LSU Manship School News Service
BATON ROUGE—A House committee advanced a bill Tuesday that would delay the implementation of the “Raise the Age” law requiring 17-year-olds to be prosecuted as juveniles instead of adults.
Plans for the change had passed the Legislature with overwhelming bipartisan support in 2016 and were set to take effect July 1.
But concerns have arisen about the financial impact since it costs more to house people in juvenile facilities, which are focused on rehabilitation, than in adult jails.
The new bill, sponsored by Ronnie Johns, R- Lake Charles, would push back the start date for the change to March 1, 2019 for nonviolent 17-year-old offenders and March 1, 2020 for 17-year-old violent offenders. It passed unanimously in the Senate last week.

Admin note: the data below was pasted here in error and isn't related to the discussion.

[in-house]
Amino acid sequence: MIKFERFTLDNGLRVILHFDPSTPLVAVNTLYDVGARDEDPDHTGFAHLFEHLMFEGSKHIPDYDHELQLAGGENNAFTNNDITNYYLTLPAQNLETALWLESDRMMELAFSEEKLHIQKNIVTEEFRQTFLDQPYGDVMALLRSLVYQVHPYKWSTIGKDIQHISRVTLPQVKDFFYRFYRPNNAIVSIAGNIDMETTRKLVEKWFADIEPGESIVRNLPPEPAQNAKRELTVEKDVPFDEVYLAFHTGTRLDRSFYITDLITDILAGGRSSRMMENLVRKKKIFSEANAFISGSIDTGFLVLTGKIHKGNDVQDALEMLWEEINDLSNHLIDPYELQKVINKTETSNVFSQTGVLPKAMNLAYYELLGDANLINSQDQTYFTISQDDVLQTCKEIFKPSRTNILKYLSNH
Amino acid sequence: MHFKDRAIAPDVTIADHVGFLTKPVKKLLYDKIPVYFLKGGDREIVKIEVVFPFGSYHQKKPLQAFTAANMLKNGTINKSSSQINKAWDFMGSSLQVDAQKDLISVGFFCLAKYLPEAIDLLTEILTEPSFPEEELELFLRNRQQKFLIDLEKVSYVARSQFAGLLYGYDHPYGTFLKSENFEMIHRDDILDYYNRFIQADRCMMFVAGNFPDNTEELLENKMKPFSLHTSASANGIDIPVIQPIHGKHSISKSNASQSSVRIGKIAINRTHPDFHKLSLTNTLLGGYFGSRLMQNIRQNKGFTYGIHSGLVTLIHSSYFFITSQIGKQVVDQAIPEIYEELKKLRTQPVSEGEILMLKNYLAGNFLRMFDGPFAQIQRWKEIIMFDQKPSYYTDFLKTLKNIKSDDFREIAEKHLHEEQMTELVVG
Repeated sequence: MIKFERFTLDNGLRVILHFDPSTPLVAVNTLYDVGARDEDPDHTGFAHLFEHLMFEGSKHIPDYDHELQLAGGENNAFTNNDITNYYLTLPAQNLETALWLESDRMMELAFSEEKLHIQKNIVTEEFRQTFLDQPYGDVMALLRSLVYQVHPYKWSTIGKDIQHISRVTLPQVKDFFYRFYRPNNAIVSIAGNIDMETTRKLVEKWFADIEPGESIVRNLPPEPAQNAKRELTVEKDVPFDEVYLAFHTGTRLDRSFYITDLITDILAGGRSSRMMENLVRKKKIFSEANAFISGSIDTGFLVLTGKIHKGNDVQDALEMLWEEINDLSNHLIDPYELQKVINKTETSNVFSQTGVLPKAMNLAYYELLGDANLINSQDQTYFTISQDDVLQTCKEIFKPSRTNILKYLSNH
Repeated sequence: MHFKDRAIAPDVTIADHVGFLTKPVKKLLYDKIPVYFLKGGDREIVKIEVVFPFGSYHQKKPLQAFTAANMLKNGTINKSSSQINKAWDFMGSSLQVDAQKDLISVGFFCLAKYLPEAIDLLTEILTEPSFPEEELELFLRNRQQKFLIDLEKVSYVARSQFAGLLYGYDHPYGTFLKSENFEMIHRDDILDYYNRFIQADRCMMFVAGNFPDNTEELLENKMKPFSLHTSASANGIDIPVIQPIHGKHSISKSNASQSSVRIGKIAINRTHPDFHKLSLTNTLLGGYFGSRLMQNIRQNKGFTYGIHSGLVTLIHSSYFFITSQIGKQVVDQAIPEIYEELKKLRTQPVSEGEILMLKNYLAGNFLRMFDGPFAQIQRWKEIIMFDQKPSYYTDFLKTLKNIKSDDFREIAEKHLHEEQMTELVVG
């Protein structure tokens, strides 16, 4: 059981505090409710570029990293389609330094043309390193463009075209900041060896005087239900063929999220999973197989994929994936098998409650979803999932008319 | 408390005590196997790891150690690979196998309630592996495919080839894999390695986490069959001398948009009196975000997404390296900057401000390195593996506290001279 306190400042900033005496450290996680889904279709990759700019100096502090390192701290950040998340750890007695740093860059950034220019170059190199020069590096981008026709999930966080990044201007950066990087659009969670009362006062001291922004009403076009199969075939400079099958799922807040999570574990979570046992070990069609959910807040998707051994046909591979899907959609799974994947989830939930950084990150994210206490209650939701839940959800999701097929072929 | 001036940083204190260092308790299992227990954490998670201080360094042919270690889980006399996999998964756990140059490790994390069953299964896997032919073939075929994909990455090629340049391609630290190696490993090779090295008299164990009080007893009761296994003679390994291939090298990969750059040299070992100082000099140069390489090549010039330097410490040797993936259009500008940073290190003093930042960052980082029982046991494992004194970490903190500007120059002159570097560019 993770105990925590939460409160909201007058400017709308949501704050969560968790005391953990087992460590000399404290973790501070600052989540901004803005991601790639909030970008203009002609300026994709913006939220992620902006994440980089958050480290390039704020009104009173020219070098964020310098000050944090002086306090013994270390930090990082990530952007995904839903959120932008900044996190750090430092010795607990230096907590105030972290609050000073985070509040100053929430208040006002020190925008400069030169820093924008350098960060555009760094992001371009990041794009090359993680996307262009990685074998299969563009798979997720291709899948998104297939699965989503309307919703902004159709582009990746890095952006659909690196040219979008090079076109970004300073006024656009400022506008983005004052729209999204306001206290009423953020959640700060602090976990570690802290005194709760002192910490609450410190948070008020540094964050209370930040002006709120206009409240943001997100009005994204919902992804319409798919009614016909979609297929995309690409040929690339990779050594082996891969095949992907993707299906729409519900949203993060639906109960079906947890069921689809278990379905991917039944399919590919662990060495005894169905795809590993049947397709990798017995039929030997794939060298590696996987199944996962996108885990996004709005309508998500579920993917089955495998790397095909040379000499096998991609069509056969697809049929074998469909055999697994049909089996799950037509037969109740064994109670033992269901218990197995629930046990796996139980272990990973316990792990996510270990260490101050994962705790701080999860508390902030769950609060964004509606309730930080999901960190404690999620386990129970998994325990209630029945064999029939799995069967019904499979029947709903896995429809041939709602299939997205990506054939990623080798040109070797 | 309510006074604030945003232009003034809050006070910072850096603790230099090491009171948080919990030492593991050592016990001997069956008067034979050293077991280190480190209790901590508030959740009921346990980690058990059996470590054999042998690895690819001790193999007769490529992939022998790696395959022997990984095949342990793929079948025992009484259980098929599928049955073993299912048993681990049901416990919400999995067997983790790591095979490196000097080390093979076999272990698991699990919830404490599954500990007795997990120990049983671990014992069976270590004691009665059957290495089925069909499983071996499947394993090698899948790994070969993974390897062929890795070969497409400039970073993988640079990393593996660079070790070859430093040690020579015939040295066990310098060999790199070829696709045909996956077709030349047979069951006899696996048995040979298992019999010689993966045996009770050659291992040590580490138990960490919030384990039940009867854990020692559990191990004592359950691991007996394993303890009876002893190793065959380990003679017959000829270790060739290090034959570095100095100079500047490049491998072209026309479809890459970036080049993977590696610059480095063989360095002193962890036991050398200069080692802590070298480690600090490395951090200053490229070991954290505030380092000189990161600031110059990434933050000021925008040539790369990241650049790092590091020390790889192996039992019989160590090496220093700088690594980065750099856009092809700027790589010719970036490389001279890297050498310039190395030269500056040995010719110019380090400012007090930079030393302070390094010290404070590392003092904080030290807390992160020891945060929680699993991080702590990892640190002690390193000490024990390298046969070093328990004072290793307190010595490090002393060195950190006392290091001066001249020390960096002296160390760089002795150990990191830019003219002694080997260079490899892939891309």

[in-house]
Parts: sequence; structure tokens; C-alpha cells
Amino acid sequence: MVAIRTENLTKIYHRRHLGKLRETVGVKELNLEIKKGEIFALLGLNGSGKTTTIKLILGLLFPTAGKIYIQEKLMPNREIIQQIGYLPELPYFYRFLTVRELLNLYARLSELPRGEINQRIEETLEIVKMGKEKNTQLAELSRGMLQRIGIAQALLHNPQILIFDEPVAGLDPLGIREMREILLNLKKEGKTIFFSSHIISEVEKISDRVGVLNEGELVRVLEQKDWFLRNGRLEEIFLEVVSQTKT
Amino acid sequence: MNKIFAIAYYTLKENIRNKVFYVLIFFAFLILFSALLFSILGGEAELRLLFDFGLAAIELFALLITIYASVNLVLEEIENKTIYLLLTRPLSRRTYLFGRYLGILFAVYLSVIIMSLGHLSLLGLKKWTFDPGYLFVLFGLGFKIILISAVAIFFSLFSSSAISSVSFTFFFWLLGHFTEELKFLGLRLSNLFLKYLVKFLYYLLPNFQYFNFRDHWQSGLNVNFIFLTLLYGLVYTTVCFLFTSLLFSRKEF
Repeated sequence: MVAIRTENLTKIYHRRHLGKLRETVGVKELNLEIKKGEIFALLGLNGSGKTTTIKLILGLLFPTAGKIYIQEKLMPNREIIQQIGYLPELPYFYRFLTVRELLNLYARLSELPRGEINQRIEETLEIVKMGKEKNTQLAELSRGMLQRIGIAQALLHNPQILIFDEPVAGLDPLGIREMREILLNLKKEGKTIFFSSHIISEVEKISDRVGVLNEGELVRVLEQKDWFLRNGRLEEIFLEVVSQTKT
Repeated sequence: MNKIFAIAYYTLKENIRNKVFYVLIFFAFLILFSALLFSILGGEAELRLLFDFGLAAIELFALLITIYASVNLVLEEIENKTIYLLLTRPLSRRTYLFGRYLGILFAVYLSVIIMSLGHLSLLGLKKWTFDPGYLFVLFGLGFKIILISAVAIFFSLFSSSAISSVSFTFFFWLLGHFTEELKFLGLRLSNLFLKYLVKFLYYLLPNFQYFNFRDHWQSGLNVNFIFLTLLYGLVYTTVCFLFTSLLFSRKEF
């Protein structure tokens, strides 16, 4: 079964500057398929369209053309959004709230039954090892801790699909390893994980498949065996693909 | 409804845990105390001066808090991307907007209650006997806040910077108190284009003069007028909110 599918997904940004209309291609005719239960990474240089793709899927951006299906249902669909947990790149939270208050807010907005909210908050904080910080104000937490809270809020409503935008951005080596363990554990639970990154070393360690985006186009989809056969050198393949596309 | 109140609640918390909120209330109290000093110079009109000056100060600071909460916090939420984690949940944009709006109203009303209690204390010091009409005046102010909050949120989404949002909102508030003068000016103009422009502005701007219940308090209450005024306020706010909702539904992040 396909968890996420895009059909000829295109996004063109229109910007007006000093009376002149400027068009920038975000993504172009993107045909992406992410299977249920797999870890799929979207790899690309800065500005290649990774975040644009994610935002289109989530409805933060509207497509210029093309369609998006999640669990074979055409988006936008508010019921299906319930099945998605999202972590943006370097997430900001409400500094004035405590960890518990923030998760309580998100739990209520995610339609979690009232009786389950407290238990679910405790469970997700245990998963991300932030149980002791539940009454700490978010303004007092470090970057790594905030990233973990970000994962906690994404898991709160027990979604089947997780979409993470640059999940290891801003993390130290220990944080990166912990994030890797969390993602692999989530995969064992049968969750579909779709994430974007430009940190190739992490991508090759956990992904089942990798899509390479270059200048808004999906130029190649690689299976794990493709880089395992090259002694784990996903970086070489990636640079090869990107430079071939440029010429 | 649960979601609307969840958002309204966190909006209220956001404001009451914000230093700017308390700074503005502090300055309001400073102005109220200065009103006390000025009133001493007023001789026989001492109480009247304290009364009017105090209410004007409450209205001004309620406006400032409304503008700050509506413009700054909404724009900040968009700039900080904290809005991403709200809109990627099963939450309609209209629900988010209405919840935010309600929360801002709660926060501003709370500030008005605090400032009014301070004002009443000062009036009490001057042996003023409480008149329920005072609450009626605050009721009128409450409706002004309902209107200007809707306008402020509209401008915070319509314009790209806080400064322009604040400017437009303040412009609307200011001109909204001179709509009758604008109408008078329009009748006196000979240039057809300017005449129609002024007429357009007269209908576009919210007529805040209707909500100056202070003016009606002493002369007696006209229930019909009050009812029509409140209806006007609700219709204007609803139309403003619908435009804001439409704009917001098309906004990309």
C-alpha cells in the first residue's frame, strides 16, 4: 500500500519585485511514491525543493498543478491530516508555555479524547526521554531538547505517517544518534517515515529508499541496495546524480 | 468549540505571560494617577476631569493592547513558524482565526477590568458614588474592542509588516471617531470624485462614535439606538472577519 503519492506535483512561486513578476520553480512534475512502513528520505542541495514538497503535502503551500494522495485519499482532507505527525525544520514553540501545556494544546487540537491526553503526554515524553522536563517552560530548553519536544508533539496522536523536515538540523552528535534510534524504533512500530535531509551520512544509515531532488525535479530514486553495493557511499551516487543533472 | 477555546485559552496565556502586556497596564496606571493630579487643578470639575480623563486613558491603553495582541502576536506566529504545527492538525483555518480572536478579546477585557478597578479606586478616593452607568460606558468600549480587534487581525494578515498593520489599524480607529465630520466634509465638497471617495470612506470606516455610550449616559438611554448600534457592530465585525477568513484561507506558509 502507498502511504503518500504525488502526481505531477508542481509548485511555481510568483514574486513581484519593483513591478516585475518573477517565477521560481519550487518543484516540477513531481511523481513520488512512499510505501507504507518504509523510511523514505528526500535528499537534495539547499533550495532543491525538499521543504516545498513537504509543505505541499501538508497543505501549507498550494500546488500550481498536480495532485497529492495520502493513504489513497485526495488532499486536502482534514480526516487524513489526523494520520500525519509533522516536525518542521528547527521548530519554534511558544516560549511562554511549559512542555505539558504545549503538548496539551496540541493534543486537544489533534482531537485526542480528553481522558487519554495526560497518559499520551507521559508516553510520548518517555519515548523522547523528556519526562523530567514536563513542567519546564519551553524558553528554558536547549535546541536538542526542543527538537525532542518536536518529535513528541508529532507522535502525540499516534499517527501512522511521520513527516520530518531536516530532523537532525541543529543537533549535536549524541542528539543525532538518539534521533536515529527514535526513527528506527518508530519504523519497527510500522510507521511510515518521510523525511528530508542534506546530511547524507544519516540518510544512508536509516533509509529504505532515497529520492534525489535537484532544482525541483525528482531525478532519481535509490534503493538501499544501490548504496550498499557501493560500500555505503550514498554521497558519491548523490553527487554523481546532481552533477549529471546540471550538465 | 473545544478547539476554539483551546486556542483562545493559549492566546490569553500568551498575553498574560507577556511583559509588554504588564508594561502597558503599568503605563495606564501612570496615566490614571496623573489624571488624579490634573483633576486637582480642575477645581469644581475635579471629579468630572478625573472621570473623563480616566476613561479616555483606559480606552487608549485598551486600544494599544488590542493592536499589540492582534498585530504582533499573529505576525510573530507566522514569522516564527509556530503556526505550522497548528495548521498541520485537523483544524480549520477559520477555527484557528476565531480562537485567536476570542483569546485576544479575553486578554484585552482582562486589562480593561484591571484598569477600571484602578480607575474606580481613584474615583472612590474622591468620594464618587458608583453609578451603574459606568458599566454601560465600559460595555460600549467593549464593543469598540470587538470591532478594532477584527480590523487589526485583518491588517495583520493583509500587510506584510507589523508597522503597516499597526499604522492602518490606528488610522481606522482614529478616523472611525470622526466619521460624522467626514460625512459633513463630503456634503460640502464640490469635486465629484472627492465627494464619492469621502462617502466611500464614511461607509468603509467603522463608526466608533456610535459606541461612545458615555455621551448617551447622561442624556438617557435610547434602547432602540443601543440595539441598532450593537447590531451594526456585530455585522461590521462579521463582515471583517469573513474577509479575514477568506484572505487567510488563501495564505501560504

The House Administration of Criminal Justice Committee advanced the bill to the House floor in an 8-3 vote.
A previous version of the legislation was heavily criticized for including language that would have allowed for further delay if adequate funding remained unavailable. That language was dropped, but financial concerns remain a key issue.
Guy Cormier, assistant director of the Louisiana Police Jury Association, said that adopting the reforms this year would place a serious burden on police juries and parish governments. He said that it cost $275 a day to house a single offender at a juvenile correctional facility.